Remembering a night in Missoula, Montana, with novelist A.B. Guthrie

A. B. "Bud" Guthrie won the Pulitzer Prize for fiction in 1950 for his novel "The Way West." He died in Montana in 1991. Photo from Great Falls Tribune.

A. B. “Bud” Guthrie won the Pulitzer Prize for fiction in 1950 for his novel “The Way West.” He died in Montana in 1991. Photo from Great Falls Tribune.

By Kevin S. Giles

Somewhere into that alcohol-fueled book signing that evening, Pulitzer Prize winner A.B. Guthrie warned us to “get the hell out of newspapering” if we had any hope of becoming serious fiction writers.

The famous novelist, a slender man who I remember favored unfiltered cigarettes and straight whiskey that night, sat between two authors of far less repute at a table stacked with books. I was to his left admiring my new book, “Flight of the Dove: The Story of Jeannette Rankin.” To his right was Steve Smith with his fine new book about Smokejumper pilots, “Fly the Biggest Piece Back.”

I knew Bud Guthrie by reputation, of course. His string of novels included the trilogy of “The Big Sky” (1947), “The Way West” (1949) and “These Thousand Hills” (1956). I also knew he had written the screenplay for “Shane,” the famous movie Western.

“Newspaper writing will ruin you,” Bud told us. “You’ll never write a lick of decent fiction if all you’ve got on your minds is constructing every story with a pyramid lead.”

Take me to Kevin's books: One Woman Against War, Summer of the Black Chevy, Jerry's Riot


That’s newspaper talk for “put the news first” and follow with details of lesser importance. Bud knew the pyramid lead as well as anybody. He was managing editor of the Lexington Leader in Kentucky before a Nieman Fellowship put him at Harvard University for a year’s research that led to “The Big Sky” and his subsequent enviable writer’s life.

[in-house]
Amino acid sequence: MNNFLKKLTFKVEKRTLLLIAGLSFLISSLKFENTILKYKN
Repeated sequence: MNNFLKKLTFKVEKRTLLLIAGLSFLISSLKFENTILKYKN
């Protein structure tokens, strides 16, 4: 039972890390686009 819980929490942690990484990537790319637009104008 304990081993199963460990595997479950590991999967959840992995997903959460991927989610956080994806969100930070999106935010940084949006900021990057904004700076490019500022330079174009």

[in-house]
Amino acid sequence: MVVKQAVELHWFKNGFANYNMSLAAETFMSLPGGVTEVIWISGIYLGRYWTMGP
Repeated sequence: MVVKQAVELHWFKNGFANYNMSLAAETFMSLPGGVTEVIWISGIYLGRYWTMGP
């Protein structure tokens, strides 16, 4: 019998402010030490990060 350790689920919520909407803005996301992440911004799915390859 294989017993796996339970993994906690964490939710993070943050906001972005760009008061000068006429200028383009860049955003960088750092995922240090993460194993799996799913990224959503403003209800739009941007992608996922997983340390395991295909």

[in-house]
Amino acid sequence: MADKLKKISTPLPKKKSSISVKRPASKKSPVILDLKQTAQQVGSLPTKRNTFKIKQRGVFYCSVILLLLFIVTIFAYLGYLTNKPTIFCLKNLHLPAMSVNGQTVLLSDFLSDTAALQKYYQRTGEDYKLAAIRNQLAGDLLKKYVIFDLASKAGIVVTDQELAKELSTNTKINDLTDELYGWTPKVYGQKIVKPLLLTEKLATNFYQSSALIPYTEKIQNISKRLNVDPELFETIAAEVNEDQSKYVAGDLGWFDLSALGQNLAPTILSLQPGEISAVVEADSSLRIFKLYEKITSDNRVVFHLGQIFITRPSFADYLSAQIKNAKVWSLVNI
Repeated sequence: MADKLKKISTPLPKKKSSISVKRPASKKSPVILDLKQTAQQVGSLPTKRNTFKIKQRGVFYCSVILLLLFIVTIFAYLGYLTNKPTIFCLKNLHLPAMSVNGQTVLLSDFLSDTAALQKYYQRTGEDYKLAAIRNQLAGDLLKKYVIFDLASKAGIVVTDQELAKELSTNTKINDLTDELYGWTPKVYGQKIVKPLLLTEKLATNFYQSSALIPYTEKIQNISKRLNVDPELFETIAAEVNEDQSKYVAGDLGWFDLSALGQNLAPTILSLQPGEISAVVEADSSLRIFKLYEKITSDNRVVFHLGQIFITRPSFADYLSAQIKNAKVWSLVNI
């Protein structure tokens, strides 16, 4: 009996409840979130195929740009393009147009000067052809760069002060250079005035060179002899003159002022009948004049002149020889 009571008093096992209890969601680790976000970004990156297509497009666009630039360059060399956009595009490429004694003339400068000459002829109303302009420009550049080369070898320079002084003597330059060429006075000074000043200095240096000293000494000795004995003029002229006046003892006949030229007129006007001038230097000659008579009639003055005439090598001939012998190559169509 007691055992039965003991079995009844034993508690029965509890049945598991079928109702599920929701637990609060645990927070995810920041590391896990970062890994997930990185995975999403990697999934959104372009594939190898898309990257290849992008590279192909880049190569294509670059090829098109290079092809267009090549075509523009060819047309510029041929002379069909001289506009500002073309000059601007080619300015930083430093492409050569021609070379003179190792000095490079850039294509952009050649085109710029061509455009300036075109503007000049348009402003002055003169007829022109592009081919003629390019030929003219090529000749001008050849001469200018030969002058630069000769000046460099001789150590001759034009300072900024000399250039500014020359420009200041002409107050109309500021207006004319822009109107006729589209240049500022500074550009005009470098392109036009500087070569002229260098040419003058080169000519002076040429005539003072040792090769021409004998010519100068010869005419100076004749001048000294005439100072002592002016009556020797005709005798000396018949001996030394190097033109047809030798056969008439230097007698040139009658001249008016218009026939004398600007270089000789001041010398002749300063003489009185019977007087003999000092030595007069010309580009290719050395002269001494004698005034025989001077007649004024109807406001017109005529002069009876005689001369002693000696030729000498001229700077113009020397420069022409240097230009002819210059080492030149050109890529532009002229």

It was 1980 on a cold winter evening in downtown Missoula, Montana, when we took our chairs to sign books on the second floor of the Mercantile department store. People began to line up. I can’t recall why people who worked in the store gave us hard liquor, and I’ve read since that Bud gave up the hard stuff sometime in that era, but he sat there with ice cubes clinking in a glass of whiskey.

I felt no small measure of anticipation as the line grew longer, stocked with Christmas shoppers with money in their pockets and gifts on their minds. I straightened my stack of books, their shiny red and blue covers gleaming under the store’s bright lights, and waited for a sale.

Soon it became apparent that most of the people aimed straight for Bud Guthrie. Many of them hugged brown paper grocery bags full, well, of books. Old books, dog-eared books, books permanently borrowed from public libraries and books whisked off shelves at home. Books that Guthrie wrote.

And so the great writer signed and signed, showing the novices next to him how it’s done. I swear he wore a smirk half the night.

Yes, I sold some books. So did Steve. It occurred to me that our sales rode on Bud’s coattails, and if he hadn’t been the celebrity in attendance that night, I might have received my first hard lesson in why in-store book signings aren’t all that lucrative for mere mortals.

I never had another conversation with Bud, which I’ve long regretted, and I made a career out of reporting, editing and photography at newspapers. Now I’ve written a novel, Summer of the Black Chevy, that I hope Bud would like. Yes, as Bud said, mingling newspaper writing with book fiction is about as useless as mating a horny polar bear with a mare in heat. Or something like that.

And Bud’s last words that night in Missoula?

“C’mon up to the ranch and see me sometime. Maybe I can get you two on the right track.”

(Kevin S. Giles has worked for six newspapers. He’s also read most of Bud Guthrie’s books.)


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